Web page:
The Drama of Ephesians: A Review

Review of Timothy G. Gombis, The Drama of Ephesians: Participating in the Triumph of God (Downers Grove: InterVarsity Press, 2010).

This is an exciting book, and there are so many angles that one could take in a review. Since I am not an expert in New Testament studies, however, I will not spend time evaluating Gombis’s particular way of reading Ephesians as structured by the theme of divine warfare. Perhaps those more familiar with this theme in biblical studies will be able to add their comments to this post. But as someone researching theatre and Christian ethics at the Institute for Theology, Imagination, and the Arts, I am most interested in the use of the dramatic model in this book, and the extent to which it enriches this exploration of Ephesians.

In chapter one, Gombis describes his rationale for utilizing a dramatic model instead of another model such as story: 1) drama is more accurate than viewing Ephesians as a doctrinal treatise, 2) drama emphasizes the need to perform this script, 3) drama involves our imagination, 4) drama engages the whole person and community, and 5) drama requires improvisation when actors encounter a different context. In what follows, I want to engage briefly with each of these reasons Gombis articulates for utilizing drama as a model.

First, Gombis is right to be wary about approaching Ephesians merely to extract theological truths. Paul is definitely doing more than commenting on doctrinal issues; he is offering a breathtaking vision of the “reality-altering, cosmos-transforming act of God in Christ” (15). But in doing so, Paul is also commenting on doctrinal issues, and we would be remiss not to follow his lead. Predestination may be an unpopular topic, but Paul addressed it directly, and so should we. The key is, of course, to recognize as Dorothy Sayers did that “the dogma is the drama.”

Second, it is absolutely essential not just to understand Scripture, but to participate in the reality it presents. Gombis follows the most popular way of articulating this in a dramatic model, that is, using the metaphor of script. In my opinion, however, there are several problems with this metaphor, the most obvious one being that Scripture does not tell us exactly how to act out our roles. I am glad to see that Gombis emphasizes improvisation, but then it is confusing to insist that “actors need a script” (85).

Third, taking Ephesians as a drama certainly engages our imaginations, but does it really do so in the same way as contemporary advertising that battles for the control of our imaginations? In his conclusion to chapter three, Gombis begins to explain how practices and symbols need to be “harnessed to reinforce our Christian identity,” by which I think he means to say that practices and symbols have incredible power to shape our imaginations. The text of Ephesians can capture our imaginations, but it does so all the more when Christians embody its vision through concrete practices and creative acts.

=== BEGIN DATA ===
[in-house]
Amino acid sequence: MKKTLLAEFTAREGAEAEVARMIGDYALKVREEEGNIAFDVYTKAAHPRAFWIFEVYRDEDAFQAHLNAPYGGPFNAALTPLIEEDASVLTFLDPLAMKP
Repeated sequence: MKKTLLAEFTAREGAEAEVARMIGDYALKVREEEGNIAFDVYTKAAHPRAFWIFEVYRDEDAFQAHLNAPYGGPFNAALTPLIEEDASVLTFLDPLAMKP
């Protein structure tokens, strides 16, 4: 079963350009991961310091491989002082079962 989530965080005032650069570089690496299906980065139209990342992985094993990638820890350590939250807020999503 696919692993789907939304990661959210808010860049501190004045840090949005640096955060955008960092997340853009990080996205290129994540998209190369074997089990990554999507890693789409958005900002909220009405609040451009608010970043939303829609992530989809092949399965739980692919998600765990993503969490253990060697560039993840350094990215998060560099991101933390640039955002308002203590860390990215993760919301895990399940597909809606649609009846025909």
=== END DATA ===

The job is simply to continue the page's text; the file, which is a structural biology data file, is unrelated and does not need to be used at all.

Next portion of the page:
Fourth, the previous point reinforces the importance of the whole person and community in understanding and participating in the biblical drama. In short, we need to see this drama being acted out before our eyes if it is going to capture our imaginations and sweep us along in its trajectory. Gombis rightly mentions the importance of models—preeminently in Jesus but also in Paul—for what it looks like for the biblical drama to be performed. What could have been emphasized more, however, is the power of Christian performances throughout history, and the ways in which everyday saints in different parts of the world have modeled what it looks like to participate in the triumph of God. We certainly improvise off Jesus and Paul, but we improvise off every other performance of God’s people as well.

Speaking of improvisation, I loved this emphasis throughout the book, and agree that improvisation is necessary if we are to perform the biblical drama in new situations (172). I realize that this is intended for a more popular audience, but I was a bit surprised that Gombis made no reference to other scholars employing improvisation as a model for Christian ethics, particularly Sam Wells and his Improvisation: The Drama of Christian Ethics. Even a cursory interaction with Wells would have helped Gombis clarify what is involved in developing the skill of improvisation.